I will soon be attending a Ph.D program in mathematics. I do not know how common this practice is, but the department has a requirement that graduate students must learn a foreign language and be able to read and write mathematics in that language. The three choices are French, German, or Russian. I personally have no preference on which to learn, but I was wondering if there were other reasons that would make one language more advantageous over the others in terms of a general mathematical career. Thanks in advance in any response.
While it may be true that, if one had to pick a single language in which to read mathematics, English would currently be the best choice, ... it is certainly not the case (as many people do claim) that these days there's an English version of anything worthwhile. True, it is possible to "get by" reading only English, but there are little problems now and then.
In particular, for mathematics, perhaps unlike computer science, things don't really become "wrong" or obsolete (although they certainly can become less stylish), and until about WWII the cutting-edge writing in mathematics was mostly in French and German. (Depending on the epoch, Russians often wrote in French or German, as did Japanese in those times. English was not the lingua franca... :)
So, for people in mathematics of roughly my age, it was necessary to have some reading knowledge of French and German to be professionally competent in those years. And many of the classics of those times have not been supplanted by English-language versions, and are still relevant at least as subtle background to contemporary work.
Also, though I don't make a hobby of tracking this, it is my impression that many French mathematicians in number theory and automorphic forms and representation theory certainly do write in French, and at a level and substance that is not at all automagically transferred to English-language writing. And many pieces in Seminaire Bourbaki, a wonderful resource, continue to be in French.
The decision does depend on you field. As Tobias Kildetoft mentioned above there may be original non-translated stuff which is interesting to you. Also there could be more position of field A in country B is something to consider. Then in Germany/Austria/Switzerland you may even get away in a teaching position in the beginning without speaking any German and in France this is less likely. I don't know about Russia.
I took an oral exam to satisfy that requirement in my applied math department. I was psyched. I dusted off my French, which I hadn't used in a while. I was looking forward to the exam. To my disappointment, the page I was asked to translate was mostly symbols; the few words on the page could have been machine-translated, they were so straightforward. So in terms of satisfying your department's requirement, if your requirement is anything like mine was (and you can ask your department to give you a sample page ahead of time, to judge the expected level of fluency), pick French or German, whichever seems easier for you. (For most English speakers, that would be French.) (Avoid Russian because of the other alphabet.)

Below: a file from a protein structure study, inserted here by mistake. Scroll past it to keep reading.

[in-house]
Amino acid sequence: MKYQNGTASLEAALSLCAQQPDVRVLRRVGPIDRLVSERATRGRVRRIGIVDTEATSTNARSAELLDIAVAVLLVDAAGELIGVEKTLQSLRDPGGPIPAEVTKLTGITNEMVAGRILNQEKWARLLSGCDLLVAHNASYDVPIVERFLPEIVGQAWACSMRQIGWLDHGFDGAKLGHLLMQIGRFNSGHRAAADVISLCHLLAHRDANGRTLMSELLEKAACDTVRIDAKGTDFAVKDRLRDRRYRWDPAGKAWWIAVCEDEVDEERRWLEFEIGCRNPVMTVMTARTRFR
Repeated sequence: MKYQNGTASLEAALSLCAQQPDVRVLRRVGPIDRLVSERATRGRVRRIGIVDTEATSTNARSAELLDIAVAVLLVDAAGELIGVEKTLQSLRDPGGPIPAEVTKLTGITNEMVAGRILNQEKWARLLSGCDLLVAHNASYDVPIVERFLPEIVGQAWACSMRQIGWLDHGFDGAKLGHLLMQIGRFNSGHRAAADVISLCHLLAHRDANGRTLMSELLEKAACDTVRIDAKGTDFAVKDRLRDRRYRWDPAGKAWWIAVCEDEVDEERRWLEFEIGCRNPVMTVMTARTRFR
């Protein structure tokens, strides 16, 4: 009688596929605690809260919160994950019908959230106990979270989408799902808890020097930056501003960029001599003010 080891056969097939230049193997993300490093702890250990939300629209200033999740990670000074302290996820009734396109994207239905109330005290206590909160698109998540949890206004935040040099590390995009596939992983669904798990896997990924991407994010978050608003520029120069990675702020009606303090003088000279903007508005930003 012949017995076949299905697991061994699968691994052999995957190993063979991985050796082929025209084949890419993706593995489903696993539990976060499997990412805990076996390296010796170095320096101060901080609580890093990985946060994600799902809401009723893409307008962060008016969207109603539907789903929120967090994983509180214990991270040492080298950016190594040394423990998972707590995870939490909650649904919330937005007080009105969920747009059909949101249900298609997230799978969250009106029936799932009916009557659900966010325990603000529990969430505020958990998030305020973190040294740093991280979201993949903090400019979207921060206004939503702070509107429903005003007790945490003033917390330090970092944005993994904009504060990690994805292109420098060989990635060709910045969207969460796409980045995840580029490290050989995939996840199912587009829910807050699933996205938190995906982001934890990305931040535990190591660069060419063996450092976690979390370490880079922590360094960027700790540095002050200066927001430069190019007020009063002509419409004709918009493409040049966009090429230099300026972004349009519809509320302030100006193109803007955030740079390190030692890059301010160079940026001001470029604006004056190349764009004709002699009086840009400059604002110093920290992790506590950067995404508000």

On the other hand, if your goal is to truly learn a new language, then choose from among all the languages in the world, not just those three. Choose it for more than one reason, not just to make more articles in your field accessible to you. And learn it thoroughly -- or don't bother. Speaking 200 words won't give you the benefits of knowing another language.
The benefits of speaking another language well include: - being able to communicate with a bunch of people you wouldn't be able to otherwise - understanding another culture, especially its humor, in a way you wouldn't be able to otherwise - being able to get nuanced meanings from articles and books in your field (note, these nuanced meanings will not be accessible to you without a less-than-superficial study of the language, which typically takes several years to achieve)
If you want to be able to read papers in your field, and you're not sure if knowing another language will be necessary for that, then do a thorough literature search in your area, to find out which other language(s), if any, will be needed.
Here is my opinion. Of French, German, and Russian the former two are much more important than the latter, and you will recognize this if you look into the history of mathematics. Hilbert, Riemann, Jacobi, Noether, Weierstrass, Von Neumann, Klein and other members of the Göttingen school (arguably the most influential in the history of mathematics) published in German, while Cauchy, Fourier, Poincaré, Hadamard, Euler and others published in French. Associated with those names is the founding of so many fields of mathematics.. analysis (rigorous calculus), complex analysis, commutative algebra,.. essentially all fields that are the basic cornerstones of mathematics. One cannot say the same about Russian; there are quite a few very decent Russian mathematician, but none is of the same calibre as the mathematicians mentioned above. This makes French and German (by far) the most important languages in the history of mathematics.
In the 1930's Hitler essentially killed German mathematics; Germany's position in mathematics is nowadays merely a shadow of what it used to be. There are still some important German mathematician's, but they are few. And they mainly publish in English (Hopf, Hirzebruch, and Faltings were notable exceptions). This put French mathematics to the front, and there is a countless number of important French publications of the postwar area.. Schwartz's work on distribution theory, Serre and Borel's work in algebraic topology, Serre and Grothendieck's work in algebraic geometry and commutative algebra, Serre's work in number theory. etc. etc.